"I have good pedigree road racing against the clock. My 2012 results show that. I beat the Olympic bronze medallist twice in 2012 on the road, so by really focusing my energies on training specifically for an event like the Time Trial I feel I can do well at the Commonwealth Games. My aim is to win a medal for Northern Ireland.
"Given the results I had been producing in 2012, I could have won a medal in London had I been racing in the event, so I do feel good about my chances."
There was a sense after the Olympics that Wendy would start to wind down. The thought of competing in Glasgow, however, always appealed.
"After having so many busy years with international competition, 2013 was quite a quiet year for me though I was still competing at domestic level," she states.
"The 2014 Commonwealth Games was something that had been on my mind for a long time and given where I was at with my racing domestically last year, that made me think I could actually do it.
"Considering I wasn't in full time training and I was only a few percent away from the speed I would normally be generating, I sat down with my husband and we talked about it and what it would take to get a medal in the Commonwealth Games.
"We then put a plan together and now we are taking it one day at a time."
The plan had to account for Wendy's move back into dentistry. Ever since opting out of the profession she studied for at the University of Dundee, the idea was to return once her cycling career at top level was over.
Now though, Houvenaghel is combining both. It is a challenge, but one she is confident can be overcome.
While other sports stars might shirk at the prospect of a nine to five occupation, it is refreshing to hear how much Wendy is enjoying it.
"It's good to be back in dentistry. I've missed my profession. I really enjoy dentistry, seeing the patients and the interaction with the staff.
"I'm very lucky to be working at a very pleasant practice close to where I live in Cornwall with some really excellent practitioners and support staff.
"I'm working three days a week, so out of a seven day week I train four of them and in two of the days that I work I do a smaller volume of training and then I have a day off.
"It is working out quite well with regards to getting everything done, but I have to be very mindful of my time management.
"I'm not getting the same amount of rest as before but I have plans to take two full months off prior to the Commonwealth Games so that I can fine tune everything in the lead up to the competition.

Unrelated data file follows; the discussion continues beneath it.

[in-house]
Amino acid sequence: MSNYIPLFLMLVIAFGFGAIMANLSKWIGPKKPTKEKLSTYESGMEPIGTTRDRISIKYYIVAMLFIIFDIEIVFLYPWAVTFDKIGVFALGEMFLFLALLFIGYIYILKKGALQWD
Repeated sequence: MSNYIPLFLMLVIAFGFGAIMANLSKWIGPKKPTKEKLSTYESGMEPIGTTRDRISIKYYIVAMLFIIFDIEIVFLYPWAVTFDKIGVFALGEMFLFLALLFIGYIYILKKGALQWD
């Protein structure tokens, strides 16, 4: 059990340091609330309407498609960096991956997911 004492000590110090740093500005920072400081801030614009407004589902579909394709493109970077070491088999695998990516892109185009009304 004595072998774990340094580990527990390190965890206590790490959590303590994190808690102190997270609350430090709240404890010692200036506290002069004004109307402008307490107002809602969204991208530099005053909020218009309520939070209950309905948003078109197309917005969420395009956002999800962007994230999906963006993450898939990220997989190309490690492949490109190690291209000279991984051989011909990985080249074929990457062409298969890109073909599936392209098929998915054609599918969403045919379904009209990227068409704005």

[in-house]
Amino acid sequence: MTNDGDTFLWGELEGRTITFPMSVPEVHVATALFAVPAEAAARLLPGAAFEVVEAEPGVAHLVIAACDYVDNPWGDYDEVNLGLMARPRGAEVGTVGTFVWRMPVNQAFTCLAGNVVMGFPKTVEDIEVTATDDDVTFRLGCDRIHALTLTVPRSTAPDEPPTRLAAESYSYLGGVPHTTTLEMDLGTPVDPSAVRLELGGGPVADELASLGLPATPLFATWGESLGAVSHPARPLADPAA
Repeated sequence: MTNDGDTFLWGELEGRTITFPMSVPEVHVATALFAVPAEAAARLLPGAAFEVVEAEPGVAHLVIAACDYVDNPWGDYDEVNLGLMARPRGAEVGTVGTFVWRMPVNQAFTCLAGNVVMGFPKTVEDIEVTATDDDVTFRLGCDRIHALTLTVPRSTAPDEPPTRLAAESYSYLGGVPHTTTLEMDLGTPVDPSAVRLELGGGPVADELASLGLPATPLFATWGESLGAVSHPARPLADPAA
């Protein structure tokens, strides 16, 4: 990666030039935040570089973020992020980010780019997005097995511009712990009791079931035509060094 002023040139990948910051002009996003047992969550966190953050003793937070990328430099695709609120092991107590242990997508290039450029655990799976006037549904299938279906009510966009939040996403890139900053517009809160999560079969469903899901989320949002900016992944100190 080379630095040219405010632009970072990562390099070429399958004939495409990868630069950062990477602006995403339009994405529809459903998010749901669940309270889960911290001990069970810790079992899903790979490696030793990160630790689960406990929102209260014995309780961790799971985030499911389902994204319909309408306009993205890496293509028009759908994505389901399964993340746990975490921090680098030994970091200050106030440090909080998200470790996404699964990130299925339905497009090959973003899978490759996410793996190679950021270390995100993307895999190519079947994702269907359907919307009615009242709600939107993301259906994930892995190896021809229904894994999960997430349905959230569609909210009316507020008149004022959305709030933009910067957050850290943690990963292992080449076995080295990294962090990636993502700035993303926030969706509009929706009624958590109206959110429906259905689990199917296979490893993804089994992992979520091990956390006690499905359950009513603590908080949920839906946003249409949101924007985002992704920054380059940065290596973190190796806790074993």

"Going by what my numbers are showing at present, that two months will be very important for me to really pull things together and produce a great effort in Glasgow."
I feel bad bringing it up, but it's a question that has to be posed.
"So, Wendy, in the Commonwealth Games will any of your old London 2012 team-mates will be up against you and if so what are your thoughts?"
She doesn't bat an eyelid and changes sports for a second from cycling to cricket to bat it away, saying: "I'm not sure if they will be up against me.I really don't know what they are up to at the moment as I've been so busy concentrating on what I've been doing myself. That's the way it will be now until the Games."
There's a pause, before she adds: "I wouldn't be doing all this work if I didn't think I could go to the Commonwealth Games and win a medal."
I've met many sports stars over the years. Without question Wendy is one of the most focused. She takes her interviews as seriously as her sport.
So will Glasgow be her swansong? The last major event before our finest female on two wheels finally rides into the sunset?
I'm taken aback a little when the reply suggests maybe not.
"At this moment I'm still keeping my options open," says Wendy.
"I haven't made a decision on that. Certainly I'll give the Commonwealth Games Time Trial 100% and review how that went and the circumstances of me working and see what could be possible and we'll take it from there."
Another Olympics in 2016? Time will tell.